Thursday 21 January 2010 is a site dedicated to showcasing only companies that have been awarded for offering good service. It's a simple idea and like most simple ideas works really well. Needless to say you'll find on there after our recent best online retailer win.

The site is still at an early stage but you'll already find lots of award winning companies and websites divided up into categories. There's shopping, finance, going out, travel, media, communicate, your home and the fantastically named yummy mummy.

Pay them a visit at sign up for their newsletter and be sure to follow them on Twitter.

Free Shipping - 5 good reasons NOT to offer free delivery

So I've covered 5 good reason to offer free delivery in my last post, might be best to read that one first if you haven't already. Our trial still indicates free delivery is working for, but I'm conscious it might not be the case for every online store.

Here's my 5 reasons it might NOT be right for you:

1. Free must mean free - you may not be able to do that
Internet shoppers are on the whole a savvy bunch. Whilst I believe they'll check out an offer with free delivery first, they will still visit other sites and go through the order process to check the final price. If you've simply included the delivery cost in your price and that makes you the same as the other site, you'll lose the sale. Why? Because the shopper is on your competitors site and it's easier to click their buy button than go back to you.

2. You need a mix of delivery options
One of the key reasons free delivery works for us is we are able to offer Next day delivery, within 2 days delivery and our free option is within 5 days. Our customers have different delivery needs so there's a mix of delivery selected. If we only had the free delivery option it would not be sustainable. The mix of options means on average we are losing less overall.

3. You need a mix of products
You may offer a mix of delivery options but if you only sell one product or one type of product it may not work. If that product is something the majority of people are prepared to wait a week for, nearly everyone will choose free delivery.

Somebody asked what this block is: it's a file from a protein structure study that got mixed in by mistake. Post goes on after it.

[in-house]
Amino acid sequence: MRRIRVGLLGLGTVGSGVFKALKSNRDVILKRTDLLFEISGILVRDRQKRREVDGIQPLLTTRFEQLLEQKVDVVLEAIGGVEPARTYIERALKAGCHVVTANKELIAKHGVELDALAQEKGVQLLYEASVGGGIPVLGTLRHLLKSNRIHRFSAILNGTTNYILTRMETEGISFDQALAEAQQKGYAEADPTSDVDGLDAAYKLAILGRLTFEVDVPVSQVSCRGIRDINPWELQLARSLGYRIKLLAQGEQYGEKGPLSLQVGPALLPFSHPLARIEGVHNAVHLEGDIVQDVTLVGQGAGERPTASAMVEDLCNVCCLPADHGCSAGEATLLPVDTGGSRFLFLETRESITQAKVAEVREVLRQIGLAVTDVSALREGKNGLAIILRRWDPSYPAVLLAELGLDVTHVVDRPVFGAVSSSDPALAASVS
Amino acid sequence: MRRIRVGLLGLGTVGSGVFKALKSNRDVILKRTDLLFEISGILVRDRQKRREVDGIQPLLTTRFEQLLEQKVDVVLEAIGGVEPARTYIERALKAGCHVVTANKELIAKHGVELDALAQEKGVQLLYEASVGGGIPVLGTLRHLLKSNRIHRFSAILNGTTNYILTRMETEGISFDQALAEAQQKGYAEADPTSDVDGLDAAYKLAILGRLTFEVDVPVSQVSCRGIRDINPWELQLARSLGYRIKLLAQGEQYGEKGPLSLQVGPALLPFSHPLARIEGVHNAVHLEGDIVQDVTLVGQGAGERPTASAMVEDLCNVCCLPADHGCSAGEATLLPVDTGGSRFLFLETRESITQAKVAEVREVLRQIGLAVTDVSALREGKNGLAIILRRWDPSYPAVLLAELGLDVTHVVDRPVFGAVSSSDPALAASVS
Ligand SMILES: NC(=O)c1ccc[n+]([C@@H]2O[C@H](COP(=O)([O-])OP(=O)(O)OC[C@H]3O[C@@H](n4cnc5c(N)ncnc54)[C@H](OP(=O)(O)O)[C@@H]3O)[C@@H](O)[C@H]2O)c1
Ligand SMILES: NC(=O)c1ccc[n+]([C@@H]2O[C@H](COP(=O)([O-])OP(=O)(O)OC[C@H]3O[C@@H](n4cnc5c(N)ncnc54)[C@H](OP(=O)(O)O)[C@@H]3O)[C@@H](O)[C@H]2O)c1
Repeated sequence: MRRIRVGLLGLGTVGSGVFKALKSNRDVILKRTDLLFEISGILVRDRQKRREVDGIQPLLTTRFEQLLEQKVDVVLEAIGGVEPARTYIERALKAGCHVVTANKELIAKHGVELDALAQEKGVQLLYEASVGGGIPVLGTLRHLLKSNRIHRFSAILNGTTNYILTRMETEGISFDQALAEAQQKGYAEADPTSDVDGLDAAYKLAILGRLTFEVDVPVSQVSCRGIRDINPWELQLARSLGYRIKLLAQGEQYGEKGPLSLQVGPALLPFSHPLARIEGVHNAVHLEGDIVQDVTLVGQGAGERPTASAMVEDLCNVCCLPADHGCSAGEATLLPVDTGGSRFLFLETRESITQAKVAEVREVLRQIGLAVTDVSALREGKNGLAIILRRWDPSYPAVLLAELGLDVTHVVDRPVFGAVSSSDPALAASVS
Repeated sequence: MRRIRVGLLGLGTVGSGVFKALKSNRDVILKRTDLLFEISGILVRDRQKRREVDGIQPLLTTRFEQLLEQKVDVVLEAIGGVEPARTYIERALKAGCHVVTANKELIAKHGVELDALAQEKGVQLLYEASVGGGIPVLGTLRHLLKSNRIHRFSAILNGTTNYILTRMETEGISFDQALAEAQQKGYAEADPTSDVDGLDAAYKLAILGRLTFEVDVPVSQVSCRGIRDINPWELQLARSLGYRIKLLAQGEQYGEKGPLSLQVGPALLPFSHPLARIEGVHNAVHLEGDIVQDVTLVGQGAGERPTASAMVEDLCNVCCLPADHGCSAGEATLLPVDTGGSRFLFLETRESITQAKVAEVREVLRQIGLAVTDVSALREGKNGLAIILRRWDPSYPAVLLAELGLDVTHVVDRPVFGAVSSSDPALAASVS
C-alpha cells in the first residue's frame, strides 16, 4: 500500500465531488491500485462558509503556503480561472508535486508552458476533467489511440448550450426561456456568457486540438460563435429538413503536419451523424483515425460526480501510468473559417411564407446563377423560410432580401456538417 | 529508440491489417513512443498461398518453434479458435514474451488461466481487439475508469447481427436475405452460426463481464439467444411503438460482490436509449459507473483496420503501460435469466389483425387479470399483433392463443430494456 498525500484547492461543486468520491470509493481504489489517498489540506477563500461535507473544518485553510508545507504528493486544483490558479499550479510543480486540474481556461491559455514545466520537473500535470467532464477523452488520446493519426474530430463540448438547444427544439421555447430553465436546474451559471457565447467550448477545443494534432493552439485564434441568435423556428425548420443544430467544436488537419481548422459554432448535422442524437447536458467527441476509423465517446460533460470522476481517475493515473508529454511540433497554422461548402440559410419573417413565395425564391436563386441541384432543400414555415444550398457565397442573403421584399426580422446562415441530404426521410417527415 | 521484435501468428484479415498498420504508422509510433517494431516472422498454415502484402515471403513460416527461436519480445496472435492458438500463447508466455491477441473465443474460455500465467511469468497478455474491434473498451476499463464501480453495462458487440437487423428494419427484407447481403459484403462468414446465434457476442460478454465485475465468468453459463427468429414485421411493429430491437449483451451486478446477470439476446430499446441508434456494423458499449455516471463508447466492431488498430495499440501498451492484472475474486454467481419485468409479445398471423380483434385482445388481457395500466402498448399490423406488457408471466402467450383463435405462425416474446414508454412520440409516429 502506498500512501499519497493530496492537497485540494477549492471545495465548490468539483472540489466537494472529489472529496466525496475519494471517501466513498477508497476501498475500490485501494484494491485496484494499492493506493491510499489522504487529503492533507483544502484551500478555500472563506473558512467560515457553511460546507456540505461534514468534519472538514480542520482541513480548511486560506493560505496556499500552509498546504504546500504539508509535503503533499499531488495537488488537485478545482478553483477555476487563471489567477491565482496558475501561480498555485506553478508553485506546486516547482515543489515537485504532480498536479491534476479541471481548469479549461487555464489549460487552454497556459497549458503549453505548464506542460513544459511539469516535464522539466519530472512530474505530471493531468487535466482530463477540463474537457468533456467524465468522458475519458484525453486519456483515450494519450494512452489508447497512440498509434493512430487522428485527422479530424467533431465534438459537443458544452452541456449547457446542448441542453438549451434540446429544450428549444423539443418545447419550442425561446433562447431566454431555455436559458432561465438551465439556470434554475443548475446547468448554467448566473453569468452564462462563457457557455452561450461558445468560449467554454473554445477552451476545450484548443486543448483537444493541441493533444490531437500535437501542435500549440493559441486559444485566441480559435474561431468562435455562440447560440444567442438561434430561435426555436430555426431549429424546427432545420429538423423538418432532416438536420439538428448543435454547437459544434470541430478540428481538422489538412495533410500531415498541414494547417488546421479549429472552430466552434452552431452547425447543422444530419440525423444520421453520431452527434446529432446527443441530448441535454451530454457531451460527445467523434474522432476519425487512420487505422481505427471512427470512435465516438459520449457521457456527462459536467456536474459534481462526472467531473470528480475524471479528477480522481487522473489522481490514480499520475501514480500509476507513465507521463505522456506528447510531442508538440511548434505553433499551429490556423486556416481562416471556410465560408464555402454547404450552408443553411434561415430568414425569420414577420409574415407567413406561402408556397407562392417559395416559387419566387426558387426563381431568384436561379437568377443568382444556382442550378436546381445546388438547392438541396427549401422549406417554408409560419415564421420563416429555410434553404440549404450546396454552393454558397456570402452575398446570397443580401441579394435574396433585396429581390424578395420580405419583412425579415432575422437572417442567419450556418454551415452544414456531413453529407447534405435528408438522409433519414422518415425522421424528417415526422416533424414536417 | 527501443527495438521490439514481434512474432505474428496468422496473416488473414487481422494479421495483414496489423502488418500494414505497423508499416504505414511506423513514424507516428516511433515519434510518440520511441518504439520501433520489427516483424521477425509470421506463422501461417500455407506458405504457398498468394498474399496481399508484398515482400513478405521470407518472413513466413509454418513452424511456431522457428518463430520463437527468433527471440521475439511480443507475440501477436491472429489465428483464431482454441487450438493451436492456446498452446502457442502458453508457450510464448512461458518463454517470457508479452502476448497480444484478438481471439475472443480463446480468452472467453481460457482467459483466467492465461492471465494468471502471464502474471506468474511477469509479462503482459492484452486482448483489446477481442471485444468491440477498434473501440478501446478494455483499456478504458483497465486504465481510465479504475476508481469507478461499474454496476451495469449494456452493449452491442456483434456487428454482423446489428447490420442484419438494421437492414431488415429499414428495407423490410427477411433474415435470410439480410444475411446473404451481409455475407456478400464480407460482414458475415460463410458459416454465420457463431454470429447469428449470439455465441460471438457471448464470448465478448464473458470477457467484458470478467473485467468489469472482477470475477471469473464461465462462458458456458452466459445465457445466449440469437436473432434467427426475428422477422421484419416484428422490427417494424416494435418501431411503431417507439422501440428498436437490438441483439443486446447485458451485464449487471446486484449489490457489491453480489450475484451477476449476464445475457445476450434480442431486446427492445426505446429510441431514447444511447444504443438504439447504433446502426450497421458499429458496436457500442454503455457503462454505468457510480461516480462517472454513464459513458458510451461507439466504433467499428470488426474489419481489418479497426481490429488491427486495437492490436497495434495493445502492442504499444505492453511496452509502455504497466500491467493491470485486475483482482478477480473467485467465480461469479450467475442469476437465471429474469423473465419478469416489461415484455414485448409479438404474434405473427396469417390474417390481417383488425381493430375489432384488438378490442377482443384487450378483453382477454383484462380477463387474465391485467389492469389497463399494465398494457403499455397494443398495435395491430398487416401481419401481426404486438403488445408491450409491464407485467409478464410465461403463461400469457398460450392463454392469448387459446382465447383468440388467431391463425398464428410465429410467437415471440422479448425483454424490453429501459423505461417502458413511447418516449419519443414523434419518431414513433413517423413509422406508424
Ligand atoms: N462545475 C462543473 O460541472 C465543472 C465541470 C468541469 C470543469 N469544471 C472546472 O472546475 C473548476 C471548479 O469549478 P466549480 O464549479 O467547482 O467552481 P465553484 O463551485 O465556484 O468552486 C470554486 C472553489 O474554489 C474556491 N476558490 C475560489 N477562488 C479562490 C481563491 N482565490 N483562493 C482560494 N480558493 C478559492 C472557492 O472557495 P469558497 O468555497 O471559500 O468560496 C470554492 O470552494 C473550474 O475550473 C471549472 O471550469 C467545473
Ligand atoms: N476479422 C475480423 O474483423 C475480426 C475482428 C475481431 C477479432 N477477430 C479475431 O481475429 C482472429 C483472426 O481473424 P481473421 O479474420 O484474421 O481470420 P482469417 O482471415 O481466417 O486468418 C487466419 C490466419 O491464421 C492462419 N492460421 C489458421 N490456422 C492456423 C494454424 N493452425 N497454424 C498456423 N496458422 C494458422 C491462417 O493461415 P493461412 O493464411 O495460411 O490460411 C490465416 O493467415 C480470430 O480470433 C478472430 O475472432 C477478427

4. You need a mix of customers
I believe our trial is working because we have a wide mix of customers. The IT managers and trade dealers who buy from us often need something next day to solve a particular problem. On the other hand we have consumers who do not need a product quickly and are available to accept a delivery at anytime. These seem happy accept the inconvienence of not knowing when their purchase will arrive. If you only sell to customers who are flexible when it comes to deliveries, they'll all opt for free shipping.

5. You've worked out you can offer free delivery - but only with a catch
This is a personal thing more than anything but I don't like 'Free Delivery*' it's that dreaded asterisk that immediately says there's a catch. Even before you've read what the catch is you feel cheated and start to distrust anything the company says. There are many tactics being used, most common is 'free delivery when you spend over £X' It's worth considering especially if you have a shop that sells things customers will always need and will be happy to add to their basket to reach the minimum order value. But do it without the asterisk. I would avoid *only on selected items *to a local store *only when you buy an over priced accessory *on items under a certain size/weight.

I hope these free delivery posts have been useful, be sure and follow me on Twitter for more online retail insight.

Thursday 7 January 2010

Free Shipping - 5 good reasons to offer free delivery is a successful, award winning online retailer. I've recently been trialing 'free delivery on everything' and monitoring the sales results closely. This blog post outlines the good reasons to offer free delivery based on my real experience as a major retailer. I intend to do a post on what I see as the reasons not to offer free delivery next.